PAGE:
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Mbeki sticks to quiet diplomacy, says will be no regime change

South African President Thabo Mbeki insisted Thursday that negotiations between Zimbabwe's ruling party and its opposition were the only way to end the political and economic crisis and ruled out any outside efforts to force a change in government.
"We are not going to be involved in any regime change in Zimbabwe," Mbeki said during parliamentary question time. "We are not going to do it. We think it is fundamentally wrong."
"We can't take on our shoulders the decision to determine who shall be the government of the people of Zimbabwe. It's not going to happen," he said.
In the face of mounting political repression and economic collapse, Mbeki was earlier this year named to mediate in the crisis. So far there have been no tangible results, with Zimbabwe's President Robert Mugabe refusing to make any concessions to a weak and divided opposition.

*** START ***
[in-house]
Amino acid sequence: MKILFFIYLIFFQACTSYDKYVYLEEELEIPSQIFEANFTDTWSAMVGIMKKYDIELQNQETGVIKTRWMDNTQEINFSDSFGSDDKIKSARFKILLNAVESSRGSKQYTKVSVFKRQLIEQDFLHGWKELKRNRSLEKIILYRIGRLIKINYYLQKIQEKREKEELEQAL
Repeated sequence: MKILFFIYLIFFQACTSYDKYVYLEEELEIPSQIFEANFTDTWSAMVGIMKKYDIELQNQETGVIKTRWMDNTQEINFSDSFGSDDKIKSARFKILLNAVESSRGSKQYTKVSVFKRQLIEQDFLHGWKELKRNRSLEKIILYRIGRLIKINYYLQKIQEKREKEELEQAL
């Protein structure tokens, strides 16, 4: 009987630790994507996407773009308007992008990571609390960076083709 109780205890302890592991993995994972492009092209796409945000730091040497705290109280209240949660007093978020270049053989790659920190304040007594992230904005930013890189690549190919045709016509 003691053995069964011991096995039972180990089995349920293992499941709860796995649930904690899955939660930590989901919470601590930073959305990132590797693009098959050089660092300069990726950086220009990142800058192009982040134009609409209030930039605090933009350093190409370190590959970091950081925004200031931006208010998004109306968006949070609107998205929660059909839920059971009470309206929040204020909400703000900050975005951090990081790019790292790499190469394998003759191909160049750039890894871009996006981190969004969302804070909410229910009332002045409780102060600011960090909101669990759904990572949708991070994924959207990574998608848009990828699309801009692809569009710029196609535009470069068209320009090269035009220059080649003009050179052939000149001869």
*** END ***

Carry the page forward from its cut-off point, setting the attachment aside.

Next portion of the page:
Mbeki told parliament that Zimbabwe's ruling party and its opposition both believed that it was possible to hold free and fair elections next year. He said it was wrong to use sanctions to pressure the government.
Mugabe has blamed Western sanctions for his economic woes, and clamped down on an opposition he accuses of being Western stooges. But most observers say that it is Mugabe's disastrous economic policies that are to blame for inflation of nearly 8,000 percent, unemployment of 80 percent and shortages of most basic products.
Western countries have imposed a travel ban on Mugabe and other ruling party leaders to protest violations of democratic and human rights following the government ordered, often violent seizures of thousands of white-owned commercial farms that began in 2000 and disrupted the agriculture-based economy. Some U.S. enterprises are barred from trading with Zimbabwe.
Foreign loans, development aid and investment have dried up because of the political and economic turmoil in what was once the region's breadbasket.


Updated : 2021-01-28 16:30 GMT+08:00